Deploying millions of devices with fixed passwords that dumb is clear evidence of gross negligence on the part of IoT device manufacturers. If this gets to court, some lawyer is going to enter that list as evidence and read it to a jury.
"That's the kind of combination an idiot would have on his luggage!" - Spaceballs
I've been getting cozy with Shenzhen-based hardware accelerators for the past year as part of a personal side-venture and I have not seen a group so pressured to deliver a product as fast as possible with security being a casual afterthought. To get a decent taste of what it's like, I wholeheartedly recommend WIRED's Future Cities documentary on Shenzhen and the companies that dwell there. Their struggles for ephemeral market-share are endemic of the entire community that's taken over embedded hardware for the past few years.
The saddest aspect of it all is that this market competition isn't benefiting the consumer. IoT devices are coming out of the factories poorly engineered, badly maintained for far too short of a time, and as we've learned from this attack, being used as vectors for network intrusion and distributed censorship. Even arduino founder Massimo Banzi's widely-lauded IoT Manifesto fails to approach any comprehensive statement regarding a dev's responsibility to build in some level of security to their devices.
It just isn't part of the fast-and-loose culture that has been bred by trend-setting companies with unlimited budgets making bad decisions from the very start. In addition, the if-you-can't-beat-'em-join-'em attitude the West has taken towards churning out hardware devices as fast as they can before jumping to the next IoT piece of junk before the ripoffs can hurt them is really disappointing as it prevents any considerable effort from going into a device pre-and-post release.
All in all, the IoT community is not going to change their priorities unless someone very powerful forces them to and it can't happen soon enough.
 https://www.youtube.com/watch?v=SGJ5cZnoodY (This is over an hour long but very worth it)
 https://techcrunch.com/2014/01/06/nest-4-0-firmware-battery-... & again in 2016 http://www.nytimes.com/2016/01/14/fashion/nest-thermostat-gl... I'm not going to even touch the dropcam and IoT smoke detector.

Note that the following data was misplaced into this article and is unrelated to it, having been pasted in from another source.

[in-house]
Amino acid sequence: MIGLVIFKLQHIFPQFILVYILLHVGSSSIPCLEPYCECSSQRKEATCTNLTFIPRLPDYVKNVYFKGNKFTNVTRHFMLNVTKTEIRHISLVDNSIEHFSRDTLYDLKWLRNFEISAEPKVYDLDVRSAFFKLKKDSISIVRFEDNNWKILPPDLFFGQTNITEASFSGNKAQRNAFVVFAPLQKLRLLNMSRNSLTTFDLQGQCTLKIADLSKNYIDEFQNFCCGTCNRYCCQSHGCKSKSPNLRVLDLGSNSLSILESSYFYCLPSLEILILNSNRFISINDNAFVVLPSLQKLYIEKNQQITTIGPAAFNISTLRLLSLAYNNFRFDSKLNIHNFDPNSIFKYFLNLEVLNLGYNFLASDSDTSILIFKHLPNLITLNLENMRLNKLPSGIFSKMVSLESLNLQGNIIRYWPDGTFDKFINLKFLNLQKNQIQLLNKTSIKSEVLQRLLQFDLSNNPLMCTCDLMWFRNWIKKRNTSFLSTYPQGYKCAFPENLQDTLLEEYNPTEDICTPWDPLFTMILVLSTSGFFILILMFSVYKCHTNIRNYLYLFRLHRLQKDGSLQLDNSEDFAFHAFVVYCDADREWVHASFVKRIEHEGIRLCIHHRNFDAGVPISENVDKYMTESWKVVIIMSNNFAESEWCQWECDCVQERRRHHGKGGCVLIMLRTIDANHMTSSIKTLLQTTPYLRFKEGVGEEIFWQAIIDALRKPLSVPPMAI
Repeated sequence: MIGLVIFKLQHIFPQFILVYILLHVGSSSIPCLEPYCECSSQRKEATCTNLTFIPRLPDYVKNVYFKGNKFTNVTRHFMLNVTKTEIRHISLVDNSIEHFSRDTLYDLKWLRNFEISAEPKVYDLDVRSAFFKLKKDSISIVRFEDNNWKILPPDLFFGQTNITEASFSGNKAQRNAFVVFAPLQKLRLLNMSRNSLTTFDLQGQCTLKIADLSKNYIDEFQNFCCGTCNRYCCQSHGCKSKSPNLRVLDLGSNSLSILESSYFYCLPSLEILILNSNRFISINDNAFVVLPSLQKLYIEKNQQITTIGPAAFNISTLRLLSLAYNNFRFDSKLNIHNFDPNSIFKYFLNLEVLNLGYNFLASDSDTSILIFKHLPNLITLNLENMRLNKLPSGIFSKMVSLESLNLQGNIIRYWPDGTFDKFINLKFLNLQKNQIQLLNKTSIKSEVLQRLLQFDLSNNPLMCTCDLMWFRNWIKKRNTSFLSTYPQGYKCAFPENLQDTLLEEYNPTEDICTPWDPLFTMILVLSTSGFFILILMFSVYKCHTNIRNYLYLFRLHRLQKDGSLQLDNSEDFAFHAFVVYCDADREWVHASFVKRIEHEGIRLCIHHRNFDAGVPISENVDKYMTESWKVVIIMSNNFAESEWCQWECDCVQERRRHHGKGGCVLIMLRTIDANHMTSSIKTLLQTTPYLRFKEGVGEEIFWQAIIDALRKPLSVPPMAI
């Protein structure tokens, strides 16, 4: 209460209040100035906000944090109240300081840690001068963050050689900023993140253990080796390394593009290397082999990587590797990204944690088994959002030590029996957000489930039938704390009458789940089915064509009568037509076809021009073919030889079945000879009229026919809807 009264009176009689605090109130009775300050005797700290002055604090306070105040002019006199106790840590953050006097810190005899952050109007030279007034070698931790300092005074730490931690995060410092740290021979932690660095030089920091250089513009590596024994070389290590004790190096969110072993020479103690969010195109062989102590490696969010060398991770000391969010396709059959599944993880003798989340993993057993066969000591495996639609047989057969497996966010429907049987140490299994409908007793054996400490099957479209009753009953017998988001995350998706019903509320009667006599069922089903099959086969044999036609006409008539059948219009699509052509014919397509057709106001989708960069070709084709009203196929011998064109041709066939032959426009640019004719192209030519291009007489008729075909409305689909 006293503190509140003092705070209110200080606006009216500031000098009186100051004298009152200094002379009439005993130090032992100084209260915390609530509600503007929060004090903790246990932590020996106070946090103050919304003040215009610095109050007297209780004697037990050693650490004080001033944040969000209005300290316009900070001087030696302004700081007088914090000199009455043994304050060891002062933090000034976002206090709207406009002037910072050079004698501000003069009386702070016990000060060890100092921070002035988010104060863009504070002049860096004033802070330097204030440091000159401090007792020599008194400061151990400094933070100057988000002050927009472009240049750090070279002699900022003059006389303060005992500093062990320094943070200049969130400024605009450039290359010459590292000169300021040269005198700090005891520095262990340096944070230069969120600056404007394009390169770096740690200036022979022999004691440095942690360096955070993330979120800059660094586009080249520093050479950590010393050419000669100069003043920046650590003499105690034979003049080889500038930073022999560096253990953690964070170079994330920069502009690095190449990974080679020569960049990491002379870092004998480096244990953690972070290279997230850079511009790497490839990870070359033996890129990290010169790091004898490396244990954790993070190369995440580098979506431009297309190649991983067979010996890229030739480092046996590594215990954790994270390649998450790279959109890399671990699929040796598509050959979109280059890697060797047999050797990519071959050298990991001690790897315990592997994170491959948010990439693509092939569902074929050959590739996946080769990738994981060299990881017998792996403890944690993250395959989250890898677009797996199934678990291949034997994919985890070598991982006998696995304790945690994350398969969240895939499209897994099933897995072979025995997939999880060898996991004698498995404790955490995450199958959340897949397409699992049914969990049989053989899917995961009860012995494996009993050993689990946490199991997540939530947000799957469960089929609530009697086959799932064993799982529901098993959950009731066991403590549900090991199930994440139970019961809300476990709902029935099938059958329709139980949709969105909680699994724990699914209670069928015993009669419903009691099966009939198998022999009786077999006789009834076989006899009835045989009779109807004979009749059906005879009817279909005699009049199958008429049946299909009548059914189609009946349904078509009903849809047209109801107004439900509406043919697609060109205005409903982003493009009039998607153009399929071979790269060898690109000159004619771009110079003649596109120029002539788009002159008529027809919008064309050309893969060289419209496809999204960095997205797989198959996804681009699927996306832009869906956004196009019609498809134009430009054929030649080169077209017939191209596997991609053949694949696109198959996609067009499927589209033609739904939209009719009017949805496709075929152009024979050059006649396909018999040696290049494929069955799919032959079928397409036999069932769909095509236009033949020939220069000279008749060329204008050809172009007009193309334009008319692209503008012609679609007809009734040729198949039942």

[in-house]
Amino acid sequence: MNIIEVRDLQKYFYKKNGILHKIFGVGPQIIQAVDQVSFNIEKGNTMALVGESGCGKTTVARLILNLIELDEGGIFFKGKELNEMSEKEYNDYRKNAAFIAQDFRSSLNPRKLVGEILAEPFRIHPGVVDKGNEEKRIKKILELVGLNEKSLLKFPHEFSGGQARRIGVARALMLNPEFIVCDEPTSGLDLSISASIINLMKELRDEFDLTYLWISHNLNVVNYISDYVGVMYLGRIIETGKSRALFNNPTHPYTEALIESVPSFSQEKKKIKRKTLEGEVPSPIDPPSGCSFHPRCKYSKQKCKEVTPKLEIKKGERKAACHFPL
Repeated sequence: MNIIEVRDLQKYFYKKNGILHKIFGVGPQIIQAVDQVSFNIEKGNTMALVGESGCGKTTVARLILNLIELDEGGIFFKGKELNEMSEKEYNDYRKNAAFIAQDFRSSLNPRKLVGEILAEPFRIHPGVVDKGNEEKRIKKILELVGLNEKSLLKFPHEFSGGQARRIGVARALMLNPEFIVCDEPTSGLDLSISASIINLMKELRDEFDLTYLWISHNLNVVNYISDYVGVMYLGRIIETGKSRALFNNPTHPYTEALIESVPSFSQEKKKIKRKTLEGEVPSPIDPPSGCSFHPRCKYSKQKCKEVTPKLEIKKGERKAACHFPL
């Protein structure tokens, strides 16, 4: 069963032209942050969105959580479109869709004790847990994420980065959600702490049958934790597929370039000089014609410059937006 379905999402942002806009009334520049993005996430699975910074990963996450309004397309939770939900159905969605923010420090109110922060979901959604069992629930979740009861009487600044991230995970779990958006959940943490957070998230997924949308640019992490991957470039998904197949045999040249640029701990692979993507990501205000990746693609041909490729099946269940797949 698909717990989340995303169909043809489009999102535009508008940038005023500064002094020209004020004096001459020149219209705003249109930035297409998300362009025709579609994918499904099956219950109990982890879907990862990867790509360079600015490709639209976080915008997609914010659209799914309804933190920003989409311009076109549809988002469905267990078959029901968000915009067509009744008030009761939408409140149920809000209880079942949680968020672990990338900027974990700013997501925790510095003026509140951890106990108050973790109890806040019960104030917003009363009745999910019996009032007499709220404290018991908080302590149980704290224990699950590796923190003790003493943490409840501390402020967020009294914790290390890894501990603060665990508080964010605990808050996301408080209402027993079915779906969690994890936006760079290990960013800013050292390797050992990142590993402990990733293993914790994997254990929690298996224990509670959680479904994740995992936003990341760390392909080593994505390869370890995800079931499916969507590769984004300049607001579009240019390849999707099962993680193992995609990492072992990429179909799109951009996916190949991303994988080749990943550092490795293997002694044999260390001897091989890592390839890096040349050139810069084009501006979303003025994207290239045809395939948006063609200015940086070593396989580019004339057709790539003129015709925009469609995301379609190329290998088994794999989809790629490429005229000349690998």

I hate this phrase. It's not like a bunch of people gathered and said "let's make shitty IoT stuff!". It's not a "community", there aren't groups around advocating against security best practices.
If anything the actual community around IoT stuff takes security more seriously than most HNers.
The problem is the companies and manufacturers that aren't part of the community.
And I take issue with your . That has nothing to do with security. It was a glitch, and it happened, and I personally don't like Nest as a company very much and think they make pretty shitty products, but they take security seriously, and in a discussion about IoT security linking a non-security related software bug serves no purpose. Everything has bugs, that doesn't mean it's absolute shit when something goes wrong.
Your  is also incorrect. The Arduino IoT Manifesto's second point is that a dev should make sure their product can be updated, and even if it's abandoned it should be able to be repurposed in something else, or updated by someone else.
From the full mirror linked below
Question for the C folks. The author seems to have reimplemented functions such as strlen, memcpy, and atoi in 'bot/util.h' instead of using the stdlib. Anyone know why?
i586 mips mipsel armv4l armv5l armv6l powerpc sparc m68k sh4
I have five cameras set up with NAT port holes. My passwords are (I believe) secure. But even if they were on the list, how could that be used to generate outbound traffic to DDoS someone? Presumably, only by a further vulnerability in the firmware.
In all the media / HN coverage, even with the release of Mirai source, I have yet to see a concrete example of a brand/model of camera/DVR who's firmware is exploitable. Let alone a list of models that are.
One exception: The D-Link DCS-930L has a known vulnerability.
Edit: Okay, if you can get in on telnet, then nevermind; you're p0wned. But if you're a webcam on port 8080, what is the attack vector?
Or maybe this is a greybeard hacker?
It seems to me that destroying the vulnerable devices would solve the DDoS problem and gives a big kick in the face of the affected manufacturers plus a good press coverage.
Is there a reason this can't be done? (Other than a legal reason, which hackers don't tend to care too much about.)
This explains how it's used, etc.
Since there is no way to police this and 'wack a mole' for billions of devices is not a practical strategy this security focus on IOT devices while nice does not address the core problem of vulnerable networks and ddos. It distracts and diverts from it.
In other words, it could have been anyone?
"Mirai" is a rather generic name; for a moment I was wondering if it was related to the https://en.wikipedia.org/wiki/Toyota_Mirai ...but it did make me click to find out.
I assumed (guessed) it was the last name of the "father of the internet" on Japan.